- Some of the group members have learnt a lot such that they have become seed ambassadors, training farmers from different parts of the country.
- Evelyne Ogutu, a food rights champion at the Route to Food Initiative, says there is need to conserve the biodiversity, as it is pivotal to food security.
Vandana Shiva, a renowned Indian scholar, environmental activist, food sovereignty advocate, once said, “Seed is not just the source of life. It is the very foundation of our being. These words have come to be the clarion call for a group of women in the semi-arid part of Nakuru County.
Vexed by expensive farm inputs and especially seeds and buoyed by the drive to ensure they are food secure, groups of smallholder farmers in Naivasha and Gilgil are is changing the narratives on overdependence on agro-dealers and is charting a new path on seed independence.
For more than two years, several groups of mostly women and a few men in Naivasha and Gilgil Sub-Counties have been meeting weekly to discuss issues related to seeds.
Besides seeds, the small-scale farmers also learn and exchange ideas on how to agroecological grow their crops and ensure their food and nutrition security.
Some of the group members have learnt a lot such that they have become seed ambassadors, training farmers from different parts of the country and beyond on seed selection and saving.
One such member is Racheal Wanjira, a woman whose experience as a teenager drove her to resolve to ensure that she fends for her family and ensures it is well fed regardless of the status of her marital partner.
As Wanjira narrates, one time when she was in form two, she slept hungry because her father did not bring home maize flour that day.
“My dad was a good provider but on this one day, he did not get money and it really hurt me that mom was not empowered to supplement, it was at this early age that I made a resolve to always be in a position to feed my family,” she says.
The chairperson of Karamaru Seed Savers Network says the assurance of having seeds at all times at her individual seed bank and the one owned by the community is a great relief and a guarantee to food security and nutrition.
In her smallscale seed bank, Rachels has 20 different varieties of beans, 10 types of pumpkins, seven of maize, four types of peas, chia and many types of indigenous and exotic vegetables.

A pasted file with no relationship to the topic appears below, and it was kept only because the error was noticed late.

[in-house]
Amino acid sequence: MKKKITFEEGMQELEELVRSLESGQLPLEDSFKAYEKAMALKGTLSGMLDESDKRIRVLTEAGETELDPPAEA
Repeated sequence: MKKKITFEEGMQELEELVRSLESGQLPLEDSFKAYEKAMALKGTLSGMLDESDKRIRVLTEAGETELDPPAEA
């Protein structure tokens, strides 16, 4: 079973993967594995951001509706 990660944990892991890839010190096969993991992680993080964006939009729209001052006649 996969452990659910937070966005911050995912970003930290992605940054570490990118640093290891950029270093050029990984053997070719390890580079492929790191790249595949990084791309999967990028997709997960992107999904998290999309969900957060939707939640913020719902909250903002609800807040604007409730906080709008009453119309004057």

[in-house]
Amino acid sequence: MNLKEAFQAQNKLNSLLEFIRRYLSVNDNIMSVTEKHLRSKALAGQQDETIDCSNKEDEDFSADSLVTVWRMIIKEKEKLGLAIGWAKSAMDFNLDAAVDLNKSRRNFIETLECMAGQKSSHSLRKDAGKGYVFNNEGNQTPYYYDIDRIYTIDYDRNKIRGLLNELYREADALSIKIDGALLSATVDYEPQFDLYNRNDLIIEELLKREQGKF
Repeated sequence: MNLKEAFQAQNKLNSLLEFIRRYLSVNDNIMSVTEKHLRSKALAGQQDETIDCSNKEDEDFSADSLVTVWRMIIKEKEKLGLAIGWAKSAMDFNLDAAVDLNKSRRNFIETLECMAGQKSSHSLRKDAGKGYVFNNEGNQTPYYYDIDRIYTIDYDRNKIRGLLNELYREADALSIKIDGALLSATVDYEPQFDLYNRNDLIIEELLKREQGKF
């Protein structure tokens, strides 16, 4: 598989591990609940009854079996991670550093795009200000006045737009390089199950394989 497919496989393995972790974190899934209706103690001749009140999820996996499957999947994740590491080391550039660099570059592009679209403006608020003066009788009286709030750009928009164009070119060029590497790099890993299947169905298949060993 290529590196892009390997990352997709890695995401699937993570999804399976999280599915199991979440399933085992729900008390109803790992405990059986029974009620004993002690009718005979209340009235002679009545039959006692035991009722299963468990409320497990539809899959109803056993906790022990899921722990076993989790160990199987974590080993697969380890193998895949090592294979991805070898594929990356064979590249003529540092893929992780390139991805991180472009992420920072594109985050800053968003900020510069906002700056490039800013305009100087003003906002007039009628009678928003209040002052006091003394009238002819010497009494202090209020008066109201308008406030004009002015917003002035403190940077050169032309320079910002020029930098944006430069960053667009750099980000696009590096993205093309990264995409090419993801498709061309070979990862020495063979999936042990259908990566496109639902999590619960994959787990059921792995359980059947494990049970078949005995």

Most of her stock is indigenous and neglected high value crops such as Njahi and pigeon peas, which have cultural attachment for the Kikuyu community, cassava, sweet potatoes, millet and sorghum.
Wanjira’s interest in seed saving started in 2018 when she visited a seed fair in Gilgil where she learnt that the country was quickly losing her native food crops, which were in the hands of small-scale farmers and their values.
“I also learnt that having seeds allowed farmers the latitude to plant on time regardless if they have money or not,” she says.
Pleased by what she learnt and buoyed by her will to impart and empower others, Wanjira could not keep the information to herself, she organized a meeting with locals and taught them the importance of seed sovereignty and what it entails including selection and storage.
After several meetings they formed Karamaru which is a short term for two farms namely Karai and Marua and also shared some of the seeds she bought at the seed fair with which they planted to monitor resilience and production.
A similar story is narrated by members of Kikopey Seed Saving Self Help Group in Gilgil who say they have reaped the benefits of practicing zero-budget farming whereby they buy nothing from the agrovets to use on their farms.
Group chairperson, John Wainaina says the community, especially women are more empowered because they can produce for their families and even get surplus for sale without spending money through seed saving and organic farming.
“Farmers save and exchange seeds, use compost or animal dung as fertilizers and make plant-based concoctions, ash, soil and diatomaceous for pest control to grow chemical-free produce and has no side effects to the consumers,” he says.
He adds that after studying pest and knowing what they like in terms of sex and species, farmers in his group ensure full biodiversity on their land with scent suckers among food crops and fencing hedges with different flower colours to distract pests.
“Farmers especially women are liberated through seed saving and agroecology because they are practicing zero-budget farming, no money is spent yet they plant and harvest great yield sufficient to sustain their families and sell the surplus,” he says.
The group’s assistant secretary, Judy Waitherero says previously, members were suffering because they used to pant late due to lack of money for seeds.
“Most of the small-scale farmers used to do menial jobs, planting on other people’s farms in order to get money for farm inputs, this would result to late planting and of course poor yields and the poverty cycle would repeat every year but now we are free,” she says.